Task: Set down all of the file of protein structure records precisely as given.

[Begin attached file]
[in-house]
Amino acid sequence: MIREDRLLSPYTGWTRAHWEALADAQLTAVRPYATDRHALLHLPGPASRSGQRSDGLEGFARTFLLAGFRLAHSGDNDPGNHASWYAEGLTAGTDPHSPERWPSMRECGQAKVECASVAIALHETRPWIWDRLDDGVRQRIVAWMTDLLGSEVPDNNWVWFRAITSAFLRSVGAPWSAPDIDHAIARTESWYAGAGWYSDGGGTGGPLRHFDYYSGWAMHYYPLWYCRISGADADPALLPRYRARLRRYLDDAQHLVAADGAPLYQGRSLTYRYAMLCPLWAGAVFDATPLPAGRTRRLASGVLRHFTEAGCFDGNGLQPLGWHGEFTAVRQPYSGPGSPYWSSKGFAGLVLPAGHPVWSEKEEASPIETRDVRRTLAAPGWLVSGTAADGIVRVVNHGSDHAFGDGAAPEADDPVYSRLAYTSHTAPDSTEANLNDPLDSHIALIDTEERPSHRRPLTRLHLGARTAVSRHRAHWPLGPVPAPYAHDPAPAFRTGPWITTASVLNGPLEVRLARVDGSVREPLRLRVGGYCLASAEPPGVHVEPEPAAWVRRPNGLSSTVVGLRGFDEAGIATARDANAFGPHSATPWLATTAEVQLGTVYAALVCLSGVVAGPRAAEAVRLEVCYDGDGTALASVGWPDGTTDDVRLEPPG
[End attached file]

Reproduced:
[in-house]
Amino acid sequence: MIREDRLLSPYTGWTRAHWEALADAQLTAVRPYATDRHALLHLPGPASRSGQRSDGLEGFARTFLLAGFRLAHSGDNDPGNHASWYAEGLTAGTDPHSPERWPSMRECGQAKVECASVAIALHETRPWIWDRLDDGVRQRIVAWMTDLLGSEVPDNNWVWFRAITSAFLRSVGAPWSAPDIDHAIARTESWYAGAGWYSDGGGTGGPLRHFDYYSGWAMHYYPLWYCRISGADADPALLPRYRARLRRYLDDAQHLVAADGAPLYQGRSLTYRYAMLCPLWAGAVFDATPLPAGRTRRLASGVLRHFTEAGCFDGNGLQPLGWHGEFTAVRQPYSGPGSPYWSSKGFAGLVLPAGHPVWSEKEEASPIETRDVRRTLAAPGWLVSGTAADGIVRVVNHGSDHAFGDGAAPEADDPVYSRLAYTSHTAPDSTEANLNDPLDSHIALIDTEERPSHRRPLTRLHLGARTAVSRHRAHWPLGPVPAPYAHDPAPAFRTGPWITTASVLNGPLEVRLARVDGSVREPLRLRVGGYCLASAEPPGVHVEPEPAAWVRRPNGLSSTVVGLRGFDEAGIATARDANAFGPHSATPWLATTAEVQLGTVYAALVCLSGVVAGPRAAEAVRLEVCYDGDGTALASVGWPDGTTDDVRLEPPG